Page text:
By 2015 this system had also more than doubled the channel’s capacity. But it was still only two-thirds what it had been 50 years before. Indeed, in recent years the river’s drying out has been as big a concern as its flooding. By 1997 it was so overused that it only reached the sea 139 days in the year. At that stage 40% of its waters were too polluted even for irrigation. The quality has much improved but by 2017 water in one-tenth of samples taken from the Yellow River was still deemed unfit for farming. Since then digital centralised controls over the release of water from dams have been introduced. Billed as the world’s most advanced water-rationing system, this has kept the flow to the sea uninterrupted. Environmentalists, however, complain that the dams have harmed the river’s ecosystem, and that pressure has shifted from the river itself to its increasingly polluted tributaries and underground aquifers, which are shrinking alarmingly.
In Australia, the Murray river, with its main tributary, the Darling (known as the Murray-Darling basin), drains one-seventh of the country, a region the size of France and Spain combined. It irrigates farms, and supplies cities in the east. When Mr Pearce visited the region in 2006 drought had already lasted more than a decade, yet he was shocked to find local farmers insouciant about squandering water, using wasteful flood irrigation, for example, when the water was available. Since the 1970s enormous farms growing thirsty crops such as cotton and nuts had spread across the basin.
That disastrous drought prompted government action to restore the river—if not to its heyday, when paddle-steamers plied it, then at least to levels where it could sustain the farms and people that rely on it. Australia already had an elaborate system for trading water rights, allowing farmers to buy or sell entitlements according to their need in any given season. An index compiled by Aither, a consultancy, tracks a weighted price for these entitlements in the Murray-Darling basin, and showed a 96.1% rise in the ten years from July 2008. The government’s plan aimed to reduce water consumption by at least 2.75 cubic km a year, or about a fifth, either by purchasing water licences from farmers who were willing to offload them, or by financing projects that would save water (eg, through more efficient irrigation).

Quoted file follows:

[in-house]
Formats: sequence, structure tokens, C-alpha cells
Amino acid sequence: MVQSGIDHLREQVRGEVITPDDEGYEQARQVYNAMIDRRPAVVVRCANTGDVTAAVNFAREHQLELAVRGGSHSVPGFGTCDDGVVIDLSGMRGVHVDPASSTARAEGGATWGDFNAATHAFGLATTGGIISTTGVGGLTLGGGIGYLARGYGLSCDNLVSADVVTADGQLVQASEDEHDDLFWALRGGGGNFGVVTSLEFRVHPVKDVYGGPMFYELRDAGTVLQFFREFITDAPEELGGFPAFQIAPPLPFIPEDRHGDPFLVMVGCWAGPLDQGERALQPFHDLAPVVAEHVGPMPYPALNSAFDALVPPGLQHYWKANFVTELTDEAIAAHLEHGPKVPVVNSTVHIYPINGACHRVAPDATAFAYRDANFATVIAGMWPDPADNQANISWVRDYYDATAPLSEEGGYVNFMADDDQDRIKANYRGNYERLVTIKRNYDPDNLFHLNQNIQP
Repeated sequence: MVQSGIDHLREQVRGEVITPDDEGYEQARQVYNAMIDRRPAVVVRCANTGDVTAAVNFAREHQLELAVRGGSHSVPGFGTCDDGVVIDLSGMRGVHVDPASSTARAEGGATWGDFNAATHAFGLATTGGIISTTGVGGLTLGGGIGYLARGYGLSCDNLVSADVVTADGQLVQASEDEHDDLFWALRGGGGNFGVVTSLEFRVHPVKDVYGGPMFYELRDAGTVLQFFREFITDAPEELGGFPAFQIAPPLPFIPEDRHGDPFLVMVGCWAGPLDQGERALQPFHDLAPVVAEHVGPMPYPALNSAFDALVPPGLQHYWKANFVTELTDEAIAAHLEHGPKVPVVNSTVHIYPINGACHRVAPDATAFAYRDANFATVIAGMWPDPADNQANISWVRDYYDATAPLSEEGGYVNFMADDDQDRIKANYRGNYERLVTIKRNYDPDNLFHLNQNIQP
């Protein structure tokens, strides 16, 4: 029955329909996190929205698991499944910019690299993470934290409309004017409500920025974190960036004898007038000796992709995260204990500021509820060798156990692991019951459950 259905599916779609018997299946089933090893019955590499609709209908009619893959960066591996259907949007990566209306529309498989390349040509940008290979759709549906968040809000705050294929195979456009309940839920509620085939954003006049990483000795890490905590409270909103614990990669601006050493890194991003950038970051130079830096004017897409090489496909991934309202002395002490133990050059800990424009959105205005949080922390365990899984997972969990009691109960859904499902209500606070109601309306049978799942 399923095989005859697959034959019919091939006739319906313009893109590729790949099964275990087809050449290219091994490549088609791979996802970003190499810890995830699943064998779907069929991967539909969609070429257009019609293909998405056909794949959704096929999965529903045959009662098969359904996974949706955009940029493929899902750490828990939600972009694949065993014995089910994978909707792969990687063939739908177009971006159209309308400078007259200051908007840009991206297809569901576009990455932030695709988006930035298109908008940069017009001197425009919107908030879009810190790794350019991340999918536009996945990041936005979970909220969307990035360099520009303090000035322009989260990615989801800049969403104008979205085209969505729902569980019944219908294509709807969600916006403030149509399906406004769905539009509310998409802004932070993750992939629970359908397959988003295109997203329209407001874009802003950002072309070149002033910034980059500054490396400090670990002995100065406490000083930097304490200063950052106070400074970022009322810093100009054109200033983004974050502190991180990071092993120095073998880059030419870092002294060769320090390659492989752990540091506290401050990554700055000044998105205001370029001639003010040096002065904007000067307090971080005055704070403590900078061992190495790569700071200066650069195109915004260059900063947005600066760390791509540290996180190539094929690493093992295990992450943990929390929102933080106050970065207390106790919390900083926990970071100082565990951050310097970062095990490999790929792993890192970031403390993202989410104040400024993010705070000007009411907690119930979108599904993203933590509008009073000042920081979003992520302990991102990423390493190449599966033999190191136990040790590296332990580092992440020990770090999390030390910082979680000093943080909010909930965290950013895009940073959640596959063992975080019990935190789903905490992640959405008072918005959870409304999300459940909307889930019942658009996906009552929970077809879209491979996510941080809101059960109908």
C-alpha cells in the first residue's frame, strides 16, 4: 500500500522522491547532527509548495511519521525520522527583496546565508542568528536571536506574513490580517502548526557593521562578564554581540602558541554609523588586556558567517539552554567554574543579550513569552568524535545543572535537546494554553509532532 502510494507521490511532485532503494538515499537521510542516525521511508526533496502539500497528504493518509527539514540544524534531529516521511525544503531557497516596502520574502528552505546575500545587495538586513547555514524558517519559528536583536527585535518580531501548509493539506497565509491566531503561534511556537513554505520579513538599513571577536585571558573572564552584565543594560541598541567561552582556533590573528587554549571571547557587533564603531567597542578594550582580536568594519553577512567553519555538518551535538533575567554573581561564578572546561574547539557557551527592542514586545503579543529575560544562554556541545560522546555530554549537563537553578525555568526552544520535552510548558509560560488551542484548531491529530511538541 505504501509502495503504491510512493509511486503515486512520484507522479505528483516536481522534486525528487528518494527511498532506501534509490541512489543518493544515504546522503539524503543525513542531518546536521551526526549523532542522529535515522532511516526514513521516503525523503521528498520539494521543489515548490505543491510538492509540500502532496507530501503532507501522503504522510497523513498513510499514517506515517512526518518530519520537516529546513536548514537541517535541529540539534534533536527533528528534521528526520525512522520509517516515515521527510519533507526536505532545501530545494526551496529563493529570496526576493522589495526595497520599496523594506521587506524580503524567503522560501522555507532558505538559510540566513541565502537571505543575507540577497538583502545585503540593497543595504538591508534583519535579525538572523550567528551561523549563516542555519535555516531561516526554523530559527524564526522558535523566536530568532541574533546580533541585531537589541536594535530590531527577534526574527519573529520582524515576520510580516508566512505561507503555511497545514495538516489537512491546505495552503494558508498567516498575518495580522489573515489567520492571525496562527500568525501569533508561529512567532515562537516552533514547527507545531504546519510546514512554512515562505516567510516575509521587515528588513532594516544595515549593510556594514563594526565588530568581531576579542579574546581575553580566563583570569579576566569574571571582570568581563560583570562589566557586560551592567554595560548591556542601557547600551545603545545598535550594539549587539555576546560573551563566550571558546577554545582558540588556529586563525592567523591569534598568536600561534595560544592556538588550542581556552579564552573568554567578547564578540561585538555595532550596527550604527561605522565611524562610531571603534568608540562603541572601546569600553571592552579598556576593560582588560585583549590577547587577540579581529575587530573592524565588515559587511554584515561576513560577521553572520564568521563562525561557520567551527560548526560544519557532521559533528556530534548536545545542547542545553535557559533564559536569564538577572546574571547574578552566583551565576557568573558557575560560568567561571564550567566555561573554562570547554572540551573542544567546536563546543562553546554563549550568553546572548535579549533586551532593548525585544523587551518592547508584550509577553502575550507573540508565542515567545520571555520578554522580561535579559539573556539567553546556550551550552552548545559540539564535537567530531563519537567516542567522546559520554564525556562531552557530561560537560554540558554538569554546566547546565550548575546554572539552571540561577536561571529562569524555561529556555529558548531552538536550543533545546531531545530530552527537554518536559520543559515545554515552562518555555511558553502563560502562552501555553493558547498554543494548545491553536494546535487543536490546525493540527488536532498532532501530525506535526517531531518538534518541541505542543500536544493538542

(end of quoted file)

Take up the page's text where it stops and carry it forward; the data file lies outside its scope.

Water usage was cut by two-thirds of this target, recovering 2.1 cubic km of the surface water. In 2016 the state of South Australia saw its highest flows since 1993. Yet by last year the river was again low, with hundreds of kilometres running dry, entitlement prices rising fast and fish dying in huge numbers. Scientists concluded the basin as a whole was yet to show real improvement.